JOSEPH L. COSETTI, Chief Judge.
This dispute involves avoidance of a lien under 11 U.S.C. § 522(f) and determination of secured value under 11 U.S.C. § 506(a). The IRS raises the application of case law In re Simonson, 758 F.2d 103 (3d Cir. 1985), as a defense to this lien avoidance action.
Frequently, the Bankruptcy Court is confronted by a fact situation in which judicial liens, as a matter of priority, are sandwiched between or are senior to mortgages. Although Section 522(f) permits judicial liens to be avoided, mortgages may not be avoided by § 522(f). This Court addressed this problem in In re Losieniecki, 17 B.R. 136 (Bkrtcy.W.D.Pa.1981), and permitted the senior liens to be avoided and preserved the avoided lien for the benefit of the estate, 11 U.S.C. § 551, specifically the Debtor's exemption. In In re Simonson, by inference our Court of Appeals reversed Losieniecki and asserted the theory that 11 U.S.C. § 522(f) cannot be applied to avoid judicial liens junior to mortgages. In In re Simonson, two judgments intervened the priority between two mortgages:
When the Simonsons filed their Chapter 7 petition their residence was encumbered as follows: LIEN DATE FILED AMOUNT (1) First Mortgage, First 5/3/74 $25,145.95 Bank of Greater Pittston (2) Judgment No. 1964 First 3/5/79 $13,361.33 Bank of Greater Pittston (3) Judgment No. 1416 First 6/9/80 $ 1,050.00 Bank of Greater Pittston (4) Second Mortgage First 1/12/81 $41,314.84 Bank of Greater Pittston Total encumbrances $80,872.12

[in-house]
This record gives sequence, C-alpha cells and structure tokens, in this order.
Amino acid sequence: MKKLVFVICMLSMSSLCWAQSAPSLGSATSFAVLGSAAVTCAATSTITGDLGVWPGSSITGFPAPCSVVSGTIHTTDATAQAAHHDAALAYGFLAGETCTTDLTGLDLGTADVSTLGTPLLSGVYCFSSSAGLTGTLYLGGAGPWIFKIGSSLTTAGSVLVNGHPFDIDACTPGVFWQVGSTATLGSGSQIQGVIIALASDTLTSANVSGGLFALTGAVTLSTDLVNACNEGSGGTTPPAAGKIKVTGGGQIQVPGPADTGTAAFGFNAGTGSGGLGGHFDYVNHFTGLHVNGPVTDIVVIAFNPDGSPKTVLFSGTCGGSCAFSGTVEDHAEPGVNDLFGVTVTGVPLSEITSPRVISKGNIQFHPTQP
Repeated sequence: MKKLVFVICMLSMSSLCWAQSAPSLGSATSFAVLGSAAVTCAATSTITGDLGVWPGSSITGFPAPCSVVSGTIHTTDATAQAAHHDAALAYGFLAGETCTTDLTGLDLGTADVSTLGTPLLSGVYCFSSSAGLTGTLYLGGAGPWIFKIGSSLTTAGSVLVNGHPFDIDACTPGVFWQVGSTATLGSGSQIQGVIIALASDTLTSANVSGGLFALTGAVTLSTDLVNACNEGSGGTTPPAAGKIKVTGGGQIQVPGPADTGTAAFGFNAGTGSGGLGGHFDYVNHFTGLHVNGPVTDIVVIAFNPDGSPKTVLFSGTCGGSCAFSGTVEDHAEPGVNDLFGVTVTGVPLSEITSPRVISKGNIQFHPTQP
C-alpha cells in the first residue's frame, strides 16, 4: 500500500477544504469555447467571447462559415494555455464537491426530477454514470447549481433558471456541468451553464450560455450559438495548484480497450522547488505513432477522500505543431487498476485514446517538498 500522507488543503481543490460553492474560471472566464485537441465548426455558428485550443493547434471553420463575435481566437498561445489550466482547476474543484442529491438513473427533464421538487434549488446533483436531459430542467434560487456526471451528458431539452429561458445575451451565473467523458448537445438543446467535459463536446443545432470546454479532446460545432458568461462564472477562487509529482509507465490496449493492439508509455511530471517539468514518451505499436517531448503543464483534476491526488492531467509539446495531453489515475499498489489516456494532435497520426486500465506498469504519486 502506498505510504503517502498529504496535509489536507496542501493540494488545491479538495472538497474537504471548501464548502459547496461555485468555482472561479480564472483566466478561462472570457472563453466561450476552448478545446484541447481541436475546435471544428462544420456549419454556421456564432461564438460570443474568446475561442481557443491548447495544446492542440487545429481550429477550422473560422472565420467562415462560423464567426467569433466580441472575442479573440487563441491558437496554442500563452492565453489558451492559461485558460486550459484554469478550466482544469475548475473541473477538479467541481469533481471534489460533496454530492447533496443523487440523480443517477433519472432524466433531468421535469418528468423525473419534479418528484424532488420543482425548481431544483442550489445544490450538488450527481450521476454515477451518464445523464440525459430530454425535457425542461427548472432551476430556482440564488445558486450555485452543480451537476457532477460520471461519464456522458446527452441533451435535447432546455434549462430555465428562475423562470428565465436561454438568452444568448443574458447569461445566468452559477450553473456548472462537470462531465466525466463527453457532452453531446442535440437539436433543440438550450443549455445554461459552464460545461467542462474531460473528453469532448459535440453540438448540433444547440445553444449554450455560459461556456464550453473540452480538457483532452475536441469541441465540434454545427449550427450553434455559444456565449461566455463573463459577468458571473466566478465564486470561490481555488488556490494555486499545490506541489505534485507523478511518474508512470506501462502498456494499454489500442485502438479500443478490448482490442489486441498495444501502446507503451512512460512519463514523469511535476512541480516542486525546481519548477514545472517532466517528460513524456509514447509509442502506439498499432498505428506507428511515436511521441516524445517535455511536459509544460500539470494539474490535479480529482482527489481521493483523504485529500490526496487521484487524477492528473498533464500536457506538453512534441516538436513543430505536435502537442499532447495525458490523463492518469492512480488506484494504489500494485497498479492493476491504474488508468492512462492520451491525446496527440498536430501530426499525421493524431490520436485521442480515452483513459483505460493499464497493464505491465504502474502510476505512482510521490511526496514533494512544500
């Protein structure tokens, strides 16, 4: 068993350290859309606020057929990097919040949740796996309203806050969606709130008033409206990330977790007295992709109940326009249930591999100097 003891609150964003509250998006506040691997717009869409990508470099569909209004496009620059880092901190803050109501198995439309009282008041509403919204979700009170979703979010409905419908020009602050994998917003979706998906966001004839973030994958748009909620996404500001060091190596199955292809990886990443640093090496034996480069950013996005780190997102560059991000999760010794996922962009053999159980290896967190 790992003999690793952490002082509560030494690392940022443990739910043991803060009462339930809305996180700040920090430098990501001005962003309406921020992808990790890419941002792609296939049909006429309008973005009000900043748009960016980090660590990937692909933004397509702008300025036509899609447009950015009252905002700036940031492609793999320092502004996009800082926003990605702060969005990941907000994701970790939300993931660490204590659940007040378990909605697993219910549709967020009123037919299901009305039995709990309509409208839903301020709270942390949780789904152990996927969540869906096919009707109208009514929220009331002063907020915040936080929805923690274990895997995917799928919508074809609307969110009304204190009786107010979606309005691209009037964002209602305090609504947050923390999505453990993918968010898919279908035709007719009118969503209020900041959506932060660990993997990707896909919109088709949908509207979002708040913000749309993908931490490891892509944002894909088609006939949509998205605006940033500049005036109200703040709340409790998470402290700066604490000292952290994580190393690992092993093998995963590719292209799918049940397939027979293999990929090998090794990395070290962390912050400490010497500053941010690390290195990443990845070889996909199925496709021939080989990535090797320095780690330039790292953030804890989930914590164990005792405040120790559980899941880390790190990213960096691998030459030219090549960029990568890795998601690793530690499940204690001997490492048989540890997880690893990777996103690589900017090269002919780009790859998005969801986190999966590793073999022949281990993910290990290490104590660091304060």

The theory of the Court of Appeals in In re Simonson is that the debtor's interest in property or debtor's equity only begins after voluntary or consensual liens, i.e., mortgages, are paid. The practical effect of the Simonson doctrine is to limit avoidance of judicial liens which are junior to mortgages and not to permit avoidance when judicial liens are senior. The Simonson doctrine did not address mortgages which may be a unsecured claim within the meaning of 11 U.S.C. § 506(a).
In this case, there are no mortgages. The priority of liens is as follows:
1984 real estate taxes $ 106.31 1985 real estate taxes 97.83 Lien of 1983-2407 September 6, 1983 Michael Streib 45,100.00 Lien of 1984-591 February 23, 1984 Windber High Standard Coal Co. 80,373.51 Lien of 1985-4996 September 9, 1985 Internal Revenue Service 8,622.52
It is also true that statutory tax liens are not judicial liens and may not be avoidable under 11 U.S.C. § 522(f). However, statutory tax liens are not consensual and are not mortgages. We hold that the Simonson doctrine does not apply to a statutory tax lien. In this case the Debtor also raises 11 U.S.C. § 506(d). The market value of this property is agreed by the parties to be $1,880.00. The tax lien of the United States is also avoided pursuant to 11 U.S.C. § 506(d). See In re Tanner, 14 B.R. 933 (Bkrtcy.W.D.Pa.1981). The tax lien is an unsecured claim to the extent that the value of the property will not support the claim. The liens of Michael Strieb of 1983-2407 and the Windber High Standard Coal Company lien of 1984-591 are avoided pursuant to 11 U.S.C. § 522(f)